Talking Movies

September 13, 2017

IFI Open Day 2017

The IFI is holding its annual Open Day on Saturday September 16th with a line-up of free movies running from 1pm to 11pm. As well as free movies, the customary barbecue in the courtyard and special discount on annual IFI membership, there are a number of tours and a jazz brunch in the cafe bar.

 

In addition to the one preview, handful of old favourites, and several sheer oddities, there are chances to lift the curtain and see the wizard; with talks from the IFI Archive staff and tours of the Projection Booth. The ‘Ask an Archivist’ desk in the foyer will give visitors the opportunity to learn about different film stocks, preservation, restoration, digitisation, and even view and handle film. But projection tours to go behind the little window of flickering light, and check out the busy working of the specialised department; handling anything from digital, to 16mm and 35mm, up to 70mm – the IFI being the only cinema in the country that can run 70mm reels; are sadly sold out. As always IFI Membership will be available at a discounted rate for the Open Day and there’s a BBQ on the terrace from 16.00 onwards. And this year Air France are running a competition for a pair of return flights to Paris so that one might finally fulfil that nagging desire to run thru the Louvre as if in a nouvelle vague picture.

But what are the free movies? Well, here is a guide to the 12 films being shown in Temple Bar.

Film 1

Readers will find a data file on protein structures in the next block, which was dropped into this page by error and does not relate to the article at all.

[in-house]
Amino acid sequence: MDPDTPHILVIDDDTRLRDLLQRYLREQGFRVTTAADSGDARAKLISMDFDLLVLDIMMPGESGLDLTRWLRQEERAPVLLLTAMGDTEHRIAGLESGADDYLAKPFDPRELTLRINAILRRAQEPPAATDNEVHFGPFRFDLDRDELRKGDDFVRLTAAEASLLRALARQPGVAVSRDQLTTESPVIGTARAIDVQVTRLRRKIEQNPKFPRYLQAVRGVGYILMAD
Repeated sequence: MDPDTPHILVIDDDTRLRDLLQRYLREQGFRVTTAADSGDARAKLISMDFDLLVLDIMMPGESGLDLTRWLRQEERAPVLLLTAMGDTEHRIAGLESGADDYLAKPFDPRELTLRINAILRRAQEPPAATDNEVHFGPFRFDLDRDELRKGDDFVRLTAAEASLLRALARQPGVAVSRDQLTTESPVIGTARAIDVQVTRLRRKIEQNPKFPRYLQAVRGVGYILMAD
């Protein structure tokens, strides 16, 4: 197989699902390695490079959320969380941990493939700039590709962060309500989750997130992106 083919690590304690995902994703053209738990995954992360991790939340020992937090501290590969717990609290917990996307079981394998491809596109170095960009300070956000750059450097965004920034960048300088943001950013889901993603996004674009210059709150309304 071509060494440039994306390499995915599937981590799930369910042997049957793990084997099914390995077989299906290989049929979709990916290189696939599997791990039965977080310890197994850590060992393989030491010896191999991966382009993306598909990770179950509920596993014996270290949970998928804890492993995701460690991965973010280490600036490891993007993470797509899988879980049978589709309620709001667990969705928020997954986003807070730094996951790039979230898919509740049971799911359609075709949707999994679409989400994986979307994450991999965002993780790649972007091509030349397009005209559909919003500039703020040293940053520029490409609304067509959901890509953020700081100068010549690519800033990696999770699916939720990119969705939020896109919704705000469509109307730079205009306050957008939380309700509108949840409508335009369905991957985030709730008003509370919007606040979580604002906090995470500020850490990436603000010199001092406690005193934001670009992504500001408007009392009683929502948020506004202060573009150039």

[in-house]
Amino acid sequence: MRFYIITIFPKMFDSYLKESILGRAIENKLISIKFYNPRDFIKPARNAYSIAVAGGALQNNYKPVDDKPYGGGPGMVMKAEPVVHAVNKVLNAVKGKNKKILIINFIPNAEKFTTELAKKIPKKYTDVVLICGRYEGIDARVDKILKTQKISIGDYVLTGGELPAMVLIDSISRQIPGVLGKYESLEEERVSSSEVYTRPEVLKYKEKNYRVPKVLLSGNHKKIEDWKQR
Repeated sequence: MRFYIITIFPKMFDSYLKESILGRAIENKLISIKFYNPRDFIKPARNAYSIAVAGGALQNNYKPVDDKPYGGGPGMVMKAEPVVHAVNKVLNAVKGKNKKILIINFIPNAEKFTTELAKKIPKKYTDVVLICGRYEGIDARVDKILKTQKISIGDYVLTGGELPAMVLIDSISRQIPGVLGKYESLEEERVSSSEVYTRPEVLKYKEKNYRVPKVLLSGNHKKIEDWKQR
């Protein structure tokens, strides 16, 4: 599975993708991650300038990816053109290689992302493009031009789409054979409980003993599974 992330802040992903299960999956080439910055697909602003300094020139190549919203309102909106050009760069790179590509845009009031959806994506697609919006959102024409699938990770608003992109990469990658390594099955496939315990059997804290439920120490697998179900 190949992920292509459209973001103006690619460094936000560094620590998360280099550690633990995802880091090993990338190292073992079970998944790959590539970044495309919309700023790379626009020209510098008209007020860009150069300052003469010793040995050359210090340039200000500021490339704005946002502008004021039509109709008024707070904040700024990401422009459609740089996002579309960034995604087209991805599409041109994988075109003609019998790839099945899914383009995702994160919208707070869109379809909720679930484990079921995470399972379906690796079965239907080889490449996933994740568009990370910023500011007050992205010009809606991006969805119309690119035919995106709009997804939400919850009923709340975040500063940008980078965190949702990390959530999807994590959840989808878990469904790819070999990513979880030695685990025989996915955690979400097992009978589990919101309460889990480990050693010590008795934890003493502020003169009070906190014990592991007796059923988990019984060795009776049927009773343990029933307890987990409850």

The Mighty Ducks (13.00)
It’s 25 years since the IFI opened its door in Temple Bar, and there is one notable film also turning 25 this year that has been much discussed this summer. But enough about Twin Peaks: Fire Walk With Me… Emilio Estevez is Gordon Bombay, a cut-throat lawyer sentenced to community service after a DUI, who coaches an unruly youth ice-hockey team with ruthlessness to earn redemption.

The Big Sleep (13.15)
A high water-mark of film noir, The Big Sleep was adapted by William Faulkner and Leigh Brackett from the first of Raymond Chandler’s hard-boiled novels about PI, and all-round shop-soiled Galahad, Philip Marlowe. The great Howard Hawks directs Humphrey Bogart and Lauren Bacall in a murky tangle of shady LA characters, innuendo laden dialogue, literate zingers, and baffling plotting. Just don’t ask who killed the chauffeur.

Speedy (13.30)
Harold Lloyd’s final silent film from 1928 sees his customary ‘glasses’ character this time appearing as a baseball-obsessed New Yorker determined to save the city’s last horse-drawn streetcar, just as another expression of a fine, noble, and disinterested nature, and also to impress the girl whose grandfather owns it. 86 minutes of rapid-fire sight gags and elaborate comedy set-ups ensue, and a cameo from Babe Ruth to boot.

Film 2

Star Trek: The Motion Picture (15.10)

Robert Wise, director of The Sound of Music, was the unlikely figure picked to lead the crew of the starship Enterprise into the new frontier of cinema. 132 minutes, a regrettable portion of which is lovingly sustained shots of the post-Star Wars VFX accompanied by Jerry Goldsmith’s new Trek theme, sees Kirk, Spock, Bones, et al investigate a mysterious alien entity posing a threat.

Dead Men Don’t Wear Plaid (15.30)
Steve Martin continued his fruitful collaboration with director Carl Reiner after The Jerk with this homage to 1940s film noir. While Woody Allen was busy inserting Len Zelig into world events, Reiner and Martin wrote a zany plot and built a farcical amount of sets in order to have Martin interact with old footage of Humphrey Bogart, Veronica Lake, Alan Ladd, and many more.